I suggested inversion for the increase in blood flow as it seems hypoxia at the scalp is causing an increase in DHT and a miniturization of the follicle. My basis was theoretical, not based on any studies I read unfortunately, atleast for inversion. I wanted to break the cycle with massage and inversion to increase blood flow and decrease fibrosis of the galea while decreasing the fibrosing aspect of TLR4 by changing the microbiome. Changing the microbiome also shuts down the adrenal upregulation by taking the foot off of the metabolic brake of serotoning, which I hypothesize is the main culprit for most people with hairloss (i.e. Gut issues). The down regulation of adrenals allows DHEA production to relax and decrease scalp and systemic tissues DHT at the skin as it seems that DHEA is preferentially converted to DHT at the skin. It also allows thyroid also to increase once the brakes are off recharging the hair cycle as described by Danny Roddy. Its a slow process I think as it takes time to get to the point of hairloss to begin. The topical caffeine is to help protect the follicles from DHT in the meantime. The oral vit C to help with the crosslinking if new collagen with the fibrosis reversal.

    Your body adapts over time to being inverted, atleast in my experience but keep in mind Im 22. I practiced handbalancing for 3 years in college and when I First started I would get the broken capillaries to. They go away after some time, just take it easy to begin. Inversion also may have some added benefit for the discs in the spine. I like the inversion table better than the boots, you can slowly adjust the angle of inversion, may be easier on the body.
     
  20. Mossy

    Mossy Member

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    Hmm, ok, so, if DHEA is converted to the DHT (preferentially) at the skin, what do you think of topical DHEA, which I've added to my topical caffeine/niacinamide/aspirin mixture -- is it contradictory to caffeine, which you say is protecting the follicles from DHT? I can't find the reference, but I read recently that topical DHEA for hair loss was pro-Peat.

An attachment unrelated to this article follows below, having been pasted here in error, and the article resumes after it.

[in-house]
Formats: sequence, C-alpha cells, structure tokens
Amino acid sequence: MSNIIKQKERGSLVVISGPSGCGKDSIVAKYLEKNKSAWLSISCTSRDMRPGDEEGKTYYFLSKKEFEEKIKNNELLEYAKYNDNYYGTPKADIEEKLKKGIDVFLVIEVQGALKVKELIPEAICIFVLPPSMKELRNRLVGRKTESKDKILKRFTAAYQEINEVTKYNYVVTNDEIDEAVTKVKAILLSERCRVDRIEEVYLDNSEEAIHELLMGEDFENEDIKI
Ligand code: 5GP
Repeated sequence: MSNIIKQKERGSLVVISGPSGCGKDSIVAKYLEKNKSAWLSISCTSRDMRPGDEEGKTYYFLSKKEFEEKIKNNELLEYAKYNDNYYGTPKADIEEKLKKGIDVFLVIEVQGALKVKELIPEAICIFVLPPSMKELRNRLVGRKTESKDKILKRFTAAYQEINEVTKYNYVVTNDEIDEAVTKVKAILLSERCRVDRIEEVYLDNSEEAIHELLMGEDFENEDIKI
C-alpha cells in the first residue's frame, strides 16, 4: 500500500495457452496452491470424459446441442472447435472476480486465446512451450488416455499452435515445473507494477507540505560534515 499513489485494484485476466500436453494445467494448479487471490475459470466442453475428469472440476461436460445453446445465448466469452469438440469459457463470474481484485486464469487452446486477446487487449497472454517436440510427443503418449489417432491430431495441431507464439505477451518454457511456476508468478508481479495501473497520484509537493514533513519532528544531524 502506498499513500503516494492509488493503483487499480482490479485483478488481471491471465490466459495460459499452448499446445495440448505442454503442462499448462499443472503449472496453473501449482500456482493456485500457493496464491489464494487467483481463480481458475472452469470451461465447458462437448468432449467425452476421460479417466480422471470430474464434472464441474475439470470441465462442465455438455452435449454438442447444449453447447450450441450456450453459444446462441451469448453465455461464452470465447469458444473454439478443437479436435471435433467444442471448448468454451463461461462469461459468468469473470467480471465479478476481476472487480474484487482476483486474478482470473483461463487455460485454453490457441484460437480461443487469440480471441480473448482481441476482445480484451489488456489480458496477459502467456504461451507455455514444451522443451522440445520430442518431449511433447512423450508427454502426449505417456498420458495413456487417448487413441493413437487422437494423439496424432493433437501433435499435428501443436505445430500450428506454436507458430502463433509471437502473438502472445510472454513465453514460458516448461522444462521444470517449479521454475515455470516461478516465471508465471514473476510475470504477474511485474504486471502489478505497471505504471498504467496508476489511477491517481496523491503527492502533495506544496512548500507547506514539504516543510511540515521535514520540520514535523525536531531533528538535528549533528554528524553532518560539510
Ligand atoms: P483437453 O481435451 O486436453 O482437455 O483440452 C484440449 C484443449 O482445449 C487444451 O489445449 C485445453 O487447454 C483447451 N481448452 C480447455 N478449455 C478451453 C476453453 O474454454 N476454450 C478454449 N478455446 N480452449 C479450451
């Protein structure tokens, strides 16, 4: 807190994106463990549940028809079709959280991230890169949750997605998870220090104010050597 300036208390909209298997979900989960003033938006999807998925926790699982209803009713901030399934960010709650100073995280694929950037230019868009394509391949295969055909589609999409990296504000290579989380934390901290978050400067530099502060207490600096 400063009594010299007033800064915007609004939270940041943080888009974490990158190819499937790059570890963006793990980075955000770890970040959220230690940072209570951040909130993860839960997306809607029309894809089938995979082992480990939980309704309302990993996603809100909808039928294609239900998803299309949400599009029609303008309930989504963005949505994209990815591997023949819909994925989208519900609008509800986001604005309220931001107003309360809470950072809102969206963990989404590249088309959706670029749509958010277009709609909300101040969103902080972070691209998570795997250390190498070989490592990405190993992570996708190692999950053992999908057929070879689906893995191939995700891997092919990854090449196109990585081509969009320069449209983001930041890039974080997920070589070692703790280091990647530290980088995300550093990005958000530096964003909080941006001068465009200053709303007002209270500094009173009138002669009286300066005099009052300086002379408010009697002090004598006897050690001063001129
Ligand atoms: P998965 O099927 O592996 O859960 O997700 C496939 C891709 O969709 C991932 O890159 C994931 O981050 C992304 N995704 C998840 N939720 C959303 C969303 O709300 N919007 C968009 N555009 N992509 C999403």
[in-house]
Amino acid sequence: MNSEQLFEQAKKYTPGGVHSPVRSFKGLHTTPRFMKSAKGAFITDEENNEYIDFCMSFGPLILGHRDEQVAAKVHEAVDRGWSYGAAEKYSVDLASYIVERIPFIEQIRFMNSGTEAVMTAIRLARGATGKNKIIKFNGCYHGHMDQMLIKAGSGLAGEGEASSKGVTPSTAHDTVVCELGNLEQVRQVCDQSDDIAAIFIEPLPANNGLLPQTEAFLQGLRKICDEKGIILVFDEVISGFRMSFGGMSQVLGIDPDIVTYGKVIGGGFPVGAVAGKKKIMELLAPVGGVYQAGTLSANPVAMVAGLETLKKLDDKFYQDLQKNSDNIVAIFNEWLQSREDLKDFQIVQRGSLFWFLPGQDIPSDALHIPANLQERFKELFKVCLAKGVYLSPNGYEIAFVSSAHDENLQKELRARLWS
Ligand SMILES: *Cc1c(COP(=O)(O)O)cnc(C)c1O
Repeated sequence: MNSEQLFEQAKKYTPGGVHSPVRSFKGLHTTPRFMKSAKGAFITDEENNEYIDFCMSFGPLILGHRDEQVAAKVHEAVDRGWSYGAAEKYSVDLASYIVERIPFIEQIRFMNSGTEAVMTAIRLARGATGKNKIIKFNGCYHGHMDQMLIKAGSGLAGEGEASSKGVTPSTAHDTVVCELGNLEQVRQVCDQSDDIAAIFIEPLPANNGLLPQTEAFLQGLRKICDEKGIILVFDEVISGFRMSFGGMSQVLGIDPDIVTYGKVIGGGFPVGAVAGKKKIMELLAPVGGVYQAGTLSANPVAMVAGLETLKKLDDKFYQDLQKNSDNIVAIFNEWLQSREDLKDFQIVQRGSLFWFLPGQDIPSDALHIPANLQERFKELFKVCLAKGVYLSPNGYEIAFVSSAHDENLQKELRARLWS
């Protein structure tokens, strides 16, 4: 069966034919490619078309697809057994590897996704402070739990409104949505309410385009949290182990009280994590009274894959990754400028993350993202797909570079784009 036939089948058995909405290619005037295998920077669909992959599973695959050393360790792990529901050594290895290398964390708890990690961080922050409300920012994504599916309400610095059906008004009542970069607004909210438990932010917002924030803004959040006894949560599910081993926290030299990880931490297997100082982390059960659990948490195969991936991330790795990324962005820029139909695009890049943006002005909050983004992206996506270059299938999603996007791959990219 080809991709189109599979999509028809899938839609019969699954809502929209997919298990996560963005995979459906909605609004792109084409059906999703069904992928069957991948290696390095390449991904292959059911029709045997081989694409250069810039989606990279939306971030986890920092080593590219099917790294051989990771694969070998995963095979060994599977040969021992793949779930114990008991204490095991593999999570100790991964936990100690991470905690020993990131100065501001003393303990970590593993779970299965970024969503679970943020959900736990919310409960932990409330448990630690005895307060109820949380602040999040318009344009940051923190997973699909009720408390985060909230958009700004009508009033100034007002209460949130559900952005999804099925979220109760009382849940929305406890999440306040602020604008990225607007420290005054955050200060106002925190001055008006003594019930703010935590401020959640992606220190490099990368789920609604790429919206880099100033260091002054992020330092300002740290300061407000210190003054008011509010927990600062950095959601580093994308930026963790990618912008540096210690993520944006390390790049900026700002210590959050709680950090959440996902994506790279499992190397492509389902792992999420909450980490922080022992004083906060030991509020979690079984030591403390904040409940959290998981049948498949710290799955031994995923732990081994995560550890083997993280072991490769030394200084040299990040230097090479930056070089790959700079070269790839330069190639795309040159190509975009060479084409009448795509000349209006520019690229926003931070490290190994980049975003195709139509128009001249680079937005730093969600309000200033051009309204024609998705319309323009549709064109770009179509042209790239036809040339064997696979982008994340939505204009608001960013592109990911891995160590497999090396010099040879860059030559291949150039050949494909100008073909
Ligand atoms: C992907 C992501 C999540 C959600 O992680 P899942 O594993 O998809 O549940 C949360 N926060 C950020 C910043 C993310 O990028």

As for supplementing with C, do you have any thoughts on using liposomal C, which consists of lecithin (I use sunflower), besides the obvious PUFA from the lecithin? My body seems to do better with it; taking straight C (crystals) dehydrates and stops me up. Or, would the vitamin C in orange juice be enough?

    No doubt, going slow will be best with the inversion. Prior to my major health issues the last 7 years, I was pretty athletic and limber, and standing on my head or hanging like a fool with my inversion boots would've been a non-issue. Throughout the years I've done yoga and Pilates, along with working out and sports, so I would like to think I can adapt to it. I know what you mean about the advantage of the table, but the boots were so much cheaper. So, my work around for this, is to keep myself at a sub 90 degree angle while hanging with the boots by supporting myself with a sports band hung from the opposite top cross bar. It works pretty well, the few times I've done it. It's just a little convoluted of a set up.

    I'm a gen x-er, so I may have an experience advantage, but your scientific/technical perspectives on health and Peating are well formulated and interesting. I'm not as scientifically minded, in the technical sense, but I am analytically minded, which is why I ask so many questions. :wink